Jalisco often seems to symbolize nearly all things Mexican, especially in the country’s Golden Age movies, which abounded with charros, huge sombreros, and lots of mariachi music. The singer and actor Jorge Negrete seems to devour the food with as much passion as he performs the title song in 1949’s Cuando Quiere un Mexicano. From Tuxpan, Jalisco, this Jalisco-style chicken stew is traditionally eaten in a clay bowl called a plato cuachalero, but it can be served in any kind of soup bowl. (Adapted from Recetario del Cine Mexicano, Saber Ver, 1996.)
- 1 stewing chicken (hen) cut into serving pieces, plus 1 whole breast
- 1 large onion, quartered
- 4 sprigs fresh oregano
- salt to taste
- water to cover
- 8 guajillo chiles, seeded and deveined, lightly toasted and soaked in hot water until soft
- 2 garlic cloves, roughly chopped
- seeds from the chiles, lightly toasted
- 3 tablespoons of lard (you can use corn oil if you must)
- ¾ pound tomates de milpa, small tomatillos
- ¼ kilo roma tomatoes, roasted on a comal or griddle
- ¼ pound fresh corn masa or masa harina prepared according to package directions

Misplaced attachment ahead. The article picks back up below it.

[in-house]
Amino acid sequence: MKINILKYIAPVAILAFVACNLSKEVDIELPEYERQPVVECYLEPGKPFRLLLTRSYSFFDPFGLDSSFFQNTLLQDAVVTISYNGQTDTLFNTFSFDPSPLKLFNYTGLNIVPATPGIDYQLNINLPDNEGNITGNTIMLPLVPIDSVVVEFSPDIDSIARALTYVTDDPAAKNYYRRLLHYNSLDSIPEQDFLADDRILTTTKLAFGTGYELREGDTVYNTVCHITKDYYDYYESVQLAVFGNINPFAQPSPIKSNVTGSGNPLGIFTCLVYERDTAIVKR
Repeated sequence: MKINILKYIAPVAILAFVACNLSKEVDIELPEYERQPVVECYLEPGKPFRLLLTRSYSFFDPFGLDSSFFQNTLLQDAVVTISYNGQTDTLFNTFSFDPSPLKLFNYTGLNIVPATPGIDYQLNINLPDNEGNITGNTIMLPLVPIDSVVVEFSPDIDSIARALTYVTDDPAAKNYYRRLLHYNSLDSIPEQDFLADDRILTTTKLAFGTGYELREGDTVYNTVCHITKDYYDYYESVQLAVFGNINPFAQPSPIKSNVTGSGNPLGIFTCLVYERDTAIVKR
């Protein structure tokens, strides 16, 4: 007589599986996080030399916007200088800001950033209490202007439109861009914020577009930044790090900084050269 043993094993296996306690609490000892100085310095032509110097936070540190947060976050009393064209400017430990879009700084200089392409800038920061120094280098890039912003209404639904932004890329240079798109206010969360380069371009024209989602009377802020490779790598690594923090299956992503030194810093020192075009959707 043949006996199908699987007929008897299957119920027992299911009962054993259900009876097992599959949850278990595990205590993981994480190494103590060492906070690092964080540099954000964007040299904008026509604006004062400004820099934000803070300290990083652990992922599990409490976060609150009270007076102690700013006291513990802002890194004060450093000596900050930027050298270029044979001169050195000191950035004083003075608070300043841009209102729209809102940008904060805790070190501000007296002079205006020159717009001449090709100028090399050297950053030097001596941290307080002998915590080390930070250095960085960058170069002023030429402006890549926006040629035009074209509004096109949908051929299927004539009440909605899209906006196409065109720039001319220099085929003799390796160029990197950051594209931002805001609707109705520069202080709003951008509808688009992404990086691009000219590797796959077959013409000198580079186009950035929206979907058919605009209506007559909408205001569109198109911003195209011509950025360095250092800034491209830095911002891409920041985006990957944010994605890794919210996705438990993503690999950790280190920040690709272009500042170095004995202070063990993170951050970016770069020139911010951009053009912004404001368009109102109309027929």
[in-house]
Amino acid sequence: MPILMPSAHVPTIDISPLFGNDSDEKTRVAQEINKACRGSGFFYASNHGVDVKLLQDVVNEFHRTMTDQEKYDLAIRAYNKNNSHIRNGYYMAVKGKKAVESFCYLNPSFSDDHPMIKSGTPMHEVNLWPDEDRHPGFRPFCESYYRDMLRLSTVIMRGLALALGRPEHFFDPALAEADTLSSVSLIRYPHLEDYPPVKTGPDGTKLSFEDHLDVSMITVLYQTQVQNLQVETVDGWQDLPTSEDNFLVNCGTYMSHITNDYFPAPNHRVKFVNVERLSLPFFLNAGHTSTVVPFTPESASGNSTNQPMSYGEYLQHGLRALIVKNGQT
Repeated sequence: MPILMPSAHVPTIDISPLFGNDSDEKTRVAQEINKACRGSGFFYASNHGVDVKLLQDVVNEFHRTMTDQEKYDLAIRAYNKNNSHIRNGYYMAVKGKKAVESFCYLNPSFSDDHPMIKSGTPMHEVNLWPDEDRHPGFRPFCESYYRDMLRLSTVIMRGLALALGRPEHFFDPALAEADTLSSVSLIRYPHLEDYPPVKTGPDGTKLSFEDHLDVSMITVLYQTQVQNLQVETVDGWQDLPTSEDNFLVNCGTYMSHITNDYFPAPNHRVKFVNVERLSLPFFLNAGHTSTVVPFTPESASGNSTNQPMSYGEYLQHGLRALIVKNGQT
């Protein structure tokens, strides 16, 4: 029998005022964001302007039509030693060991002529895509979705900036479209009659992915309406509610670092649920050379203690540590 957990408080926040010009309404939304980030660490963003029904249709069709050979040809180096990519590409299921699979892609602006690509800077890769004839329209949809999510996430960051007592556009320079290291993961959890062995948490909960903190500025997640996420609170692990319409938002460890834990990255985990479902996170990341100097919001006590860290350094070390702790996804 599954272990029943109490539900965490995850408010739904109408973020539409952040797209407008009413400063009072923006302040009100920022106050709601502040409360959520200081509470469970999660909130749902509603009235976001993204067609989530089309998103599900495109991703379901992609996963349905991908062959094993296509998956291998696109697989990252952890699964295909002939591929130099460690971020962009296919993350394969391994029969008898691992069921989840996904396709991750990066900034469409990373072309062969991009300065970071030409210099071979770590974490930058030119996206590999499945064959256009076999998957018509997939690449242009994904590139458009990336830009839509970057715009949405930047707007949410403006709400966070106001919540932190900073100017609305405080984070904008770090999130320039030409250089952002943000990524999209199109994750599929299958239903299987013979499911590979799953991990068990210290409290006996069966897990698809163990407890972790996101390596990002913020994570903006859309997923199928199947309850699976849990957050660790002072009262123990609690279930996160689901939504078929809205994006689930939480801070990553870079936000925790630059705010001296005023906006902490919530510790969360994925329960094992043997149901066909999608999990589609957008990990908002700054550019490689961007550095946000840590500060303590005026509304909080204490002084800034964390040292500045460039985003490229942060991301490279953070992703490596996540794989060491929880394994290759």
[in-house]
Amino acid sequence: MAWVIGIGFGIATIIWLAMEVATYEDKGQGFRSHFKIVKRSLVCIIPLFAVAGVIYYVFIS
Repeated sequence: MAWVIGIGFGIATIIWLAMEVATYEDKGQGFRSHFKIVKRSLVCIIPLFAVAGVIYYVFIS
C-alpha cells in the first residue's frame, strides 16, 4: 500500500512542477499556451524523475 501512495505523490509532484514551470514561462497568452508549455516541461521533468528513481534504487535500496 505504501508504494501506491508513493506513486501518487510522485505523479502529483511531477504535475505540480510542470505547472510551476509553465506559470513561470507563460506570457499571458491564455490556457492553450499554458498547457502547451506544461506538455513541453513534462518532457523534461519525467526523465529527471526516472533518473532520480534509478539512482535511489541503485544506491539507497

Place the chicken, onion and oregano in a large pot with water to cover and salt to taste. When the breast meat is tender, remove it, let it cool, shred it and set it aside. When the dark meat is cooked through, remove it, let it cool, and shred it. Strain the broth and puree the dark meat with half the broth.
Puree the softened chiles with the garlic, the chile seeds, and enough broth to easily move the blender blades. Heat the lard or corn oil in a large cazuela or pot and sauté this mixture. Puree the tomatillos and roasted tomato and add to the sautéed mixture, without straining.
Add the remaining broth, the pureed dark meat and broth mixture, and salt to taste. Dilute the masa in a bit of broth, stir it into the cuachala and cook, stirring, another 5 minutes or until thickened. Taste and add more salt if desired. Add the shredded breast meat just before serving. Serve with warm tortillas. This stew should be quite thick, and in Tuxpan is traditionally eaten without a spoon, scooping the stew with tortillas. Serves 8.
Cinematic cuisine: Mexican recipes from a Golden Age